Off-Broadway Review: "Enter Laughing - The Musical"

Off-Broadway Review: "Enter Laughing - The Musical"

The Big Apple called me, and I really wanted to pay a visit. I also knew friends would be in town and they had already booked me a seat with them to see ‘Enter Laughing, The Musical’.  I knew nothing about the play but recognized several names in the production’s credits and thought to give this one a go at it.

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Off-Broadway Review: “Midnight at the Never Get”

Off-Broadway Review: “Midnight at the Never Get”

The latest offering at York Theater Company’s Main Stage Series is the new musical “Midnight at the Never Get.” The production history started with a successful short run at New York’s historical “Don’t Tell Mama” cabaret, and then a run at NYMF in 2016. Subsequently it had a six-week 2017 run at Provincetown Inn, Massachusetts and returned to Provincetown for a weekend engagement last month. So, in can be assumed that the book, music and lyrics by Mark Sonnenblick should be solid and the performance by Sam Bolen, who co-conceived the story and has performed in every production, should be cultivated and polished.

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Review: “Starting Here, Starting Now” at the York Theatre Company

Joseph Verlezza

OnStage New York Critic

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NEW YORK, NY - In the final show of the York Theatre Company’s Musicals in Mufti Winter 2016 Series, “Starting Here, Starting Now” passes the test of time with high marks as it explores the trials and tribulations of love, relationships, and self- discovery with a diverse compilation of lesser known songs by the familiar team of Richard Maltby Jr. and David Shire. The 26 musical numbers are organized in a revue format and presented by a triad of actor/singers who integrate from solo, to duet, to trio producing tight harmonies and interesting dramatic and comedic situations. Mr. Maltby has the unique ability to make each song a complete story with clever and revealing lyrics that allow the performer to access their emotional core. He might be described as an upbeat, optimistic Sondheim without bowing to melancholy to convey the message. Mr. Shire’s music is a kaleidoscope of styles, producing easy, lilting, lyric tempos or sometimes creating forceful, driving rhythms that reflect emotional turbulence.

Charlotte Maltby, Bobby Conte Thornton, and Krystal Joy Brown sing the music of Maltby and Shire.(© Ben Strothmann)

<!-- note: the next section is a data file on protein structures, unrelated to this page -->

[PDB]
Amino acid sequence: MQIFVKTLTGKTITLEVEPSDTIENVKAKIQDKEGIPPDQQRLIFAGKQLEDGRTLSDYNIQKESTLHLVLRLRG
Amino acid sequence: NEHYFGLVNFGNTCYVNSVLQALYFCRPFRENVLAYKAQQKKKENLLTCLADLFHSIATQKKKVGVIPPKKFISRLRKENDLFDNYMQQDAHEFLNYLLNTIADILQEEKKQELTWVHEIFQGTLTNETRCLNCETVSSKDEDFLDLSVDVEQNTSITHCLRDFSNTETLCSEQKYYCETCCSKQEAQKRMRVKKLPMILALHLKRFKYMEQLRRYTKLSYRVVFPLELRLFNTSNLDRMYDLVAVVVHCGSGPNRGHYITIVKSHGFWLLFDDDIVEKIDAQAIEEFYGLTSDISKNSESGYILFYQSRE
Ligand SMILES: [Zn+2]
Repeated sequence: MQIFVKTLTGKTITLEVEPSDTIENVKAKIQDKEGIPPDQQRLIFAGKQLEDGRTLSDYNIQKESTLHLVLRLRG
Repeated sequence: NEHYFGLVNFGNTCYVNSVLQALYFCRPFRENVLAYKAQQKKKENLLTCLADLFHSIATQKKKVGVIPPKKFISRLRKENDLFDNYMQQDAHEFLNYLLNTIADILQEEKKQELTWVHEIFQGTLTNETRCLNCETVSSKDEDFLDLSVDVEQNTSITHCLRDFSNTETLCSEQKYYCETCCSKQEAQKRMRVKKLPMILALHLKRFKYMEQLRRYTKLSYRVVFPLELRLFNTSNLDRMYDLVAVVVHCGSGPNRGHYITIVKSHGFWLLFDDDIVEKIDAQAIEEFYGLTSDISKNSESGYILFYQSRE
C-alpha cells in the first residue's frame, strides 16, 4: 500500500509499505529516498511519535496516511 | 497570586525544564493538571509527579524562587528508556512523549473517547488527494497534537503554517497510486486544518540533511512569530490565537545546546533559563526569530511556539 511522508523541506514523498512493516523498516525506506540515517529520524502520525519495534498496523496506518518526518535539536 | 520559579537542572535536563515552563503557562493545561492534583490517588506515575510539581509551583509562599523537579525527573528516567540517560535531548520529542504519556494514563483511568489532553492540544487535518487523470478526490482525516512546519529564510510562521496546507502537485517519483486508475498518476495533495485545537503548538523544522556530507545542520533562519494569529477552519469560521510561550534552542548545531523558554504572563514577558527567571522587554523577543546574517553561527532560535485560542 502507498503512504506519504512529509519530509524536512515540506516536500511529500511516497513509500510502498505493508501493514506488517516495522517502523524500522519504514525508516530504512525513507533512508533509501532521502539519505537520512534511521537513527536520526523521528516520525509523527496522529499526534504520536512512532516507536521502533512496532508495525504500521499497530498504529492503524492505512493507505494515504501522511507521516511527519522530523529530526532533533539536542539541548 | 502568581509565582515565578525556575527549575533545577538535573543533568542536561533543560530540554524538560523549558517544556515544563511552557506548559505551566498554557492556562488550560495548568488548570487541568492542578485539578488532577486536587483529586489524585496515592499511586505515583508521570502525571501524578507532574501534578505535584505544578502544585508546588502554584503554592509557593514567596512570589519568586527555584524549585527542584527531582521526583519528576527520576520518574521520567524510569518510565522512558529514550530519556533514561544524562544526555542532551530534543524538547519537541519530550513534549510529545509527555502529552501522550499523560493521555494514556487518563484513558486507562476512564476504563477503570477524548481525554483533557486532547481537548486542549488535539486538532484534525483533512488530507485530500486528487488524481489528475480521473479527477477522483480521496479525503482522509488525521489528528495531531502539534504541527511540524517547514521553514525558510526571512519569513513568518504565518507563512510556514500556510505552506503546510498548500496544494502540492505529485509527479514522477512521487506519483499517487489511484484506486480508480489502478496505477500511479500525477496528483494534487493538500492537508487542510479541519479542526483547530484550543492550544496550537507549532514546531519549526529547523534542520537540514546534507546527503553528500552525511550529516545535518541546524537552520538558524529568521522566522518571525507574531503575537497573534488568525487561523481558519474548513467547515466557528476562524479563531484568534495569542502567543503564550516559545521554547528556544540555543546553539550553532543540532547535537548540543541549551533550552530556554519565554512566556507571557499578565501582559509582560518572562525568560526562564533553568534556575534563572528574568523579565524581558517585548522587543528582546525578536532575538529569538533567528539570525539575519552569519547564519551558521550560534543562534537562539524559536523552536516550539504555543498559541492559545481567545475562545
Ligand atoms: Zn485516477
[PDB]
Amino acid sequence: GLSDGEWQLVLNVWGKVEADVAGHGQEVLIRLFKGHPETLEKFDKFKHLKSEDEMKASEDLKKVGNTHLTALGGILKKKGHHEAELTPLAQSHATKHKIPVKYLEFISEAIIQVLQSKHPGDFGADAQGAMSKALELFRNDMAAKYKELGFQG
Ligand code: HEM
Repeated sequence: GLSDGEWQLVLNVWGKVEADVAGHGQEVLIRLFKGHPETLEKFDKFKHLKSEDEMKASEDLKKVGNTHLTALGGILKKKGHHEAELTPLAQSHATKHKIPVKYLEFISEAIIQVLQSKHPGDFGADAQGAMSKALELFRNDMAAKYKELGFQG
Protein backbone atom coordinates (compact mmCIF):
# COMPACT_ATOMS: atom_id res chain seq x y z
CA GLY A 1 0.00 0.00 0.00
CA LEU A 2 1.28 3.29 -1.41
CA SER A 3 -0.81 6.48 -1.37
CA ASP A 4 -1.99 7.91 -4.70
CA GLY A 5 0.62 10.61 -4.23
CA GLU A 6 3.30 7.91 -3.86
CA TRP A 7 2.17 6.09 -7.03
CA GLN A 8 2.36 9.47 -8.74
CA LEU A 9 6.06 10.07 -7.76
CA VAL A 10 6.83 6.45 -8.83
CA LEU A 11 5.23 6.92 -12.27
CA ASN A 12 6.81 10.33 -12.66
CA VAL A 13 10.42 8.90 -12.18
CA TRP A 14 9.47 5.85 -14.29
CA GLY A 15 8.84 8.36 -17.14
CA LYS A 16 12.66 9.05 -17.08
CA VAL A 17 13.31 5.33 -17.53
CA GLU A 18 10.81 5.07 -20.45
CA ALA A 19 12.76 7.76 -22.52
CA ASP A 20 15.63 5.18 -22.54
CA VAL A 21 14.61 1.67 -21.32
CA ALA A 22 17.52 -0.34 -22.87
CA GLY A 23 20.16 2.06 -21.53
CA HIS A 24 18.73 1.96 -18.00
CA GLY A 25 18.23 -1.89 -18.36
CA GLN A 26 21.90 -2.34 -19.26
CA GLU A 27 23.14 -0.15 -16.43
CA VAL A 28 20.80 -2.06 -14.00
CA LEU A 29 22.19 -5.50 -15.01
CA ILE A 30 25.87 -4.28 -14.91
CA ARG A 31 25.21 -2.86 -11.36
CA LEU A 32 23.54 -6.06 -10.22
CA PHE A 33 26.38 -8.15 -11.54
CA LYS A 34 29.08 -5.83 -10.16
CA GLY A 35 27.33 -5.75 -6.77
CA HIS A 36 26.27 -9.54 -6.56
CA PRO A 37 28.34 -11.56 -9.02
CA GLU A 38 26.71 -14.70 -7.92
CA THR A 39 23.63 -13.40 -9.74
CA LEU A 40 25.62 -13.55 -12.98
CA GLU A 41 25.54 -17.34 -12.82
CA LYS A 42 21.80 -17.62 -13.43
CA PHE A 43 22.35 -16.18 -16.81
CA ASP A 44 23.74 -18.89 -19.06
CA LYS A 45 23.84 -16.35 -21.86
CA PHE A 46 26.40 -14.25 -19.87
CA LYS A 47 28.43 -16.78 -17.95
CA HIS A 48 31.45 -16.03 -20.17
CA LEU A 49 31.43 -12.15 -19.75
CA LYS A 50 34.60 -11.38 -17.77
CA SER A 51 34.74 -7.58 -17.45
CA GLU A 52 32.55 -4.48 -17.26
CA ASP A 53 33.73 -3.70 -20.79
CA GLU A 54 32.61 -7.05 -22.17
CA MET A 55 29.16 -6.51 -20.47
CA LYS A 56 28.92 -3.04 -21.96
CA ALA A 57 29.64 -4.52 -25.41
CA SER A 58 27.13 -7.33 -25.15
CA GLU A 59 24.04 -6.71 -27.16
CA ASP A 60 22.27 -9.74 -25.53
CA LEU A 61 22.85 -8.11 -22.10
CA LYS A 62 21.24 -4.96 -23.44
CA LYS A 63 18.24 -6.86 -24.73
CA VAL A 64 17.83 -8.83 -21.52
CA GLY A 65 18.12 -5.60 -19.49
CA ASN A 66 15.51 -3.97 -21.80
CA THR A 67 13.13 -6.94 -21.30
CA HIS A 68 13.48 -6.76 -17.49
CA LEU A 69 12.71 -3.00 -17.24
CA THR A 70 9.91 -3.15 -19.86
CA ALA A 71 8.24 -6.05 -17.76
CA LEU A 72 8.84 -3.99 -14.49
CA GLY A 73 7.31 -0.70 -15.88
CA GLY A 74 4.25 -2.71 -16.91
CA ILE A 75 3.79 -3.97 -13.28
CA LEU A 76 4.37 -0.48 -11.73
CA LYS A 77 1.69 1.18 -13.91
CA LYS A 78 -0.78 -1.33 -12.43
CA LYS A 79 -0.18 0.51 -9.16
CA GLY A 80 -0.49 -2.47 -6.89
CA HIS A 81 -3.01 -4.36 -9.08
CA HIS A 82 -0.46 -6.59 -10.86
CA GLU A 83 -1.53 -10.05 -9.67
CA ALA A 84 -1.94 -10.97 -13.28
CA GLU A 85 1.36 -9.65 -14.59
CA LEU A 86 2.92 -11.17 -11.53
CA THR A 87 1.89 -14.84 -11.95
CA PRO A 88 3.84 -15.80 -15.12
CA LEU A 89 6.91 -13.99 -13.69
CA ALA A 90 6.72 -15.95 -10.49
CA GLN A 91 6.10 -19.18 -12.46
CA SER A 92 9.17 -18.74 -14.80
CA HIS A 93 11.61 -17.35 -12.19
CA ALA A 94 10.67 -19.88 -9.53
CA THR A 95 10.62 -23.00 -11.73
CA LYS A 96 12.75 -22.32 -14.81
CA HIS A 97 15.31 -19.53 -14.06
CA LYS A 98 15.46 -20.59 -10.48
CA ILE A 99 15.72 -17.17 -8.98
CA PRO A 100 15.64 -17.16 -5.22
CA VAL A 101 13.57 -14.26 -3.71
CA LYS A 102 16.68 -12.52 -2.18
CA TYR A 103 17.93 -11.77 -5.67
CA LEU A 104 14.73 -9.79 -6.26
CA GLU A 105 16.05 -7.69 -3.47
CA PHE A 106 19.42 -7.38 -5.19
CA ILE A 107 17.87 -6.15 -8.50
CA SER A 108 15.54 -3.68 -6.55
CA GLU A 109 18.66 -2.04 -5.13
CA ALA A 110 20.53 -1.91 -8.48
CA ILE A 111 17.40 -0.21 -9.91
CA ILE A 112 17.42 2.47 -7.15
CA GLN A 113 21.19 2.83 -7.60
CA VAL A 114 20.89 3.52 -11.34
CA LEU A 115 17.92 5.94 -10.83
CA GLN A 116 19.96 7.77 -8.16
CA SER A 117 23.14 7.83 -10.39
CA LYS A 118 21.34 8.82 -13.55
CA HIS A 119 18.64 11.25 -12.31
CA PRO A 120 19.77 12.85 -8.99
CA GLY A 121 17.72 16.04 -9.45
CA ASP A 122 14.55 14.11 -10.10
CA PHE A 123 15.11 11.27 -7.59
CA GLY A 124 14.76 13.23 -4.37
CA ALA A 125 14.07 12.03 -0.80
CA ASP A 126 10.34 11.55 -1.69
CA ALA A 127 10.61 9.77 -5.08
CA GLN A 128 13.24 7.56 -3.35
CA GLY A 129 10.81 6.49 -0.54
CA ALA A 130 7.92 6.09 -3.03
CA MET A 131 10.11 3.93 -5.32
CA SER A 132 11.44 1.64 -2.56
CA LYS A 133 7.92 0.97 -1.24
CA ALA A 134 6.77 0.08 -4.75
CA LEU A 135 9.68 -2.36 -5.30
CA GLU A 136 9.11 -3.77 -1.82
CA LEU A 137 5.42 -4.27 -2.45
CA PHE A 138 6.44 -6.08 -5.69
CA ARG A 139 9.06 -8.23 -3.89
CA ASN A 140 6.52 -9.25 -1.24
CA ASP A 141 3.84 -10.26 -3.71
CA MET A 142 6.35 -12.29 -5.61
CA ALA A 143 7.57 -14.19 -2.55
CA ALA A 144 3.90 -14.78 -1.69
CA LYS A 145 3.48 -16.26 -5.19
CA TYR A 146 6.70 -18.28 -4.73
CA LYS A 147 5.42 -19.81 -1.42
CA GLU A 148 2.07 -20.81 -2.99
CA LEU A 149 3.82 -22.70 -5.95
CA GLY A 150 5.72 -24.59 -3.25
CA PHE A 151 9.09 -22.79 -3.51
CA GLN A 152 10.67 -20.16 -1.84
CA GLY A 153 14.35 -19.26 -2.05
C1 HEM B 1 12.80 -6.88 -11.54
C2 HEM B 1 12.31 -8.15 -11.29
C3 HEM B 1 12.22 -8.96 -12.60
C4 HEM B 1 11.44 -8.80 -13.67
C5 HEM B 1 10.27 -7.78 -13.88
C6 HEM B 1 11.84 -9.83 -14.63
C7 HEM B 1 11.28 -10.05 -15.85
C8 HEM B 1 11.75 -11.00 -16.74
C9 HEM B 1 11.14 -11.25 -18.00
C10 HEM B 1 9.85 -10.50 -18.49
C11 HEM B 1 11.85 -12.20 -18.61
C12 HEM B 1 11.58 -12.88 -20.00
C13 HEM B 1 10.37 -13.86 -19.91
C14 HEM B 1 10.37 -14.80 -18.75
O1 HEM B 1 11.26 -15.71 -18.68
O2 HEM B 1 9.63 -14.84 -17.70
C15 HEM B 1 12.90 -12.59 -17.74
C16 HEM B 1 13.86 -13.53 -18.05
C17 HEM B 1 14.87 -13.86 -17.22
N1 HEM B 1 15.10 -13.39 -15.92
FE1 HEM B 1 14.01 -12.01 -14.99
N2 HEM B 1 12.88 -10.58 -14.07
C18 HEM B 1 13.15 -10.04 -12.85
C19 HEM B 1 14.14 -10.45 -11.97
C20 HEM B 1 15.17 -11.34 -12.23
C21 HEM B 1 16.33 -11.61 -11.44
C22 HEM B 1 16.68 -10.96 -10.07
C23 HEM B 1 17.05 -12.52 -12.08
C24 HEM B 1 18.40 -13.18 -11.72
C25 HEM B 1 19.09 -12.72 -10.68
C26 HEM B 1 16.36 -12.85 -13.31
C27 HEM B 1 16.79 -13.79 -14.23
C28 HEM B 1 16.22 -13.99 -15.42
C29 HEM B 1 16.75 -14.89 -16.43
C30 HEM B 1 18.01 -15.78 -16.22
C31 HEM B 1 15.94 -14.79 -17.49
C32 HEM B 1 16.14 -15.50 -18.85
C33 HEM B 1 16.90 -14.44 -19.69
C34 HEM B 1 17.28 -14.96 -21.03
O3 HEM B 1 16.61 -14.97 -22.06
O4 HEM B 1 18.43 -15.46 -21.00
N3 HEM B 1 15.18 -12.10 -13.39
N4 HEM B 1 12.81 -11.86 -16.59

Charlotte Maltby, Bobby Conte Thornton, and Krystal Joy Brown sing the music of Maltby and Shire.(© Ben Strothmann)

The order of the musical numbers has no distinct continuity except for the fact that all the songs in Act 1 deal with relationships and Act 2 is devoted to self-awareness. Songs flow easily from one to the next but in an attempt for a more contemporary staging, might be bridged together musically with no interruption. Also the production is heteronormative for this day and age and might be better served by adding another male actor, since the material is very accommodating to any type of relationship.

The cast of three are all talented and capable as they assume specific characters for each of their musical stories, demonstrating familiar feelings of insecurity, fear, regret, joy, delight and disappointment. They must be commended for undertaking the amount of music and staging involved in this production and will undoubtedly feel more comfortable with every performance. Krystal Joy Brown provides a strong Broadway belt to “What about Today” and also handles “Crossword Puzzle” with great comedic timing and emotional control.  Soprano Charlotte Maltby adds her clear timber to “Autumn” and “Song of Me” while adding her manic charm to “I’m Going to Make You Beautiful.” Bobby Conte Thornton provides an intense, dramatic interpretation of “I Don’t Remember Christmas,” a sincere, powerful “I Hear Bells,” and an easy, pleasing vulnerability in “Flair.” These three are generous performers and understand collaboration as they fuse their individual skills to become a theatrical force.

Musical director Kevin Stites on piano, accompanied by Danny Weller on bass, guide the singers through the evening with ease. At times tempos seemed off and that musical drive reminiscent of Weil was lacking in certain numbers. This is not an easy show to master and no one should miss the opportunity to immerse themselves in the intricate music of David Shire and the intelligent lyrics of Richard Maltby Jr. 

STARTING HERE, STARTING NOW
   
The cast of “Starting Here, Starting Now” includes Krystal Joy Brown, Charlotte Maltby, and Bobby Conte Thornton. The creative team includes James Morgan (scenic consultation) and Mary Jo Dondlinger (lighting design). Production stage manager is Elis C. Arroyo. Production photos by Ben Strothmann.

The performance schedule for “Starting Here, Starting Now” is Saturday, March 12 at 2:30 p.m.* and 8:00 p.m., and Sunday, March 13 at 2:30 p.m.* and 7:00 p.m., Wednesday, March 16 at 7:00 p.m., Thursday, March 17 and Friday, March 18 at 8:00 p.m., Saturday, March 19 at 2:30 p.m.* and 8:00 p.m., and Sunday, March 20 at 2:30 p.m. (*audience discussions follow these matinee performances).  
  
Single tickets for “Starting Here, Starting Now” are priced at $45.00 and available online at www.yorktheatre.org, by calling (212) 935-5820, or in person at the box office at the York Theatre Company at Saint Peter’s (619 Lexington Avenue, entrance on East 54th Street, just east of Lexington Avenue), Monday through Friday (12:00 p.m. – 6:00 p.m.) For additional information, please visit www.yorktheatre.org. Running time is 2 hours including a 15-minute intermission.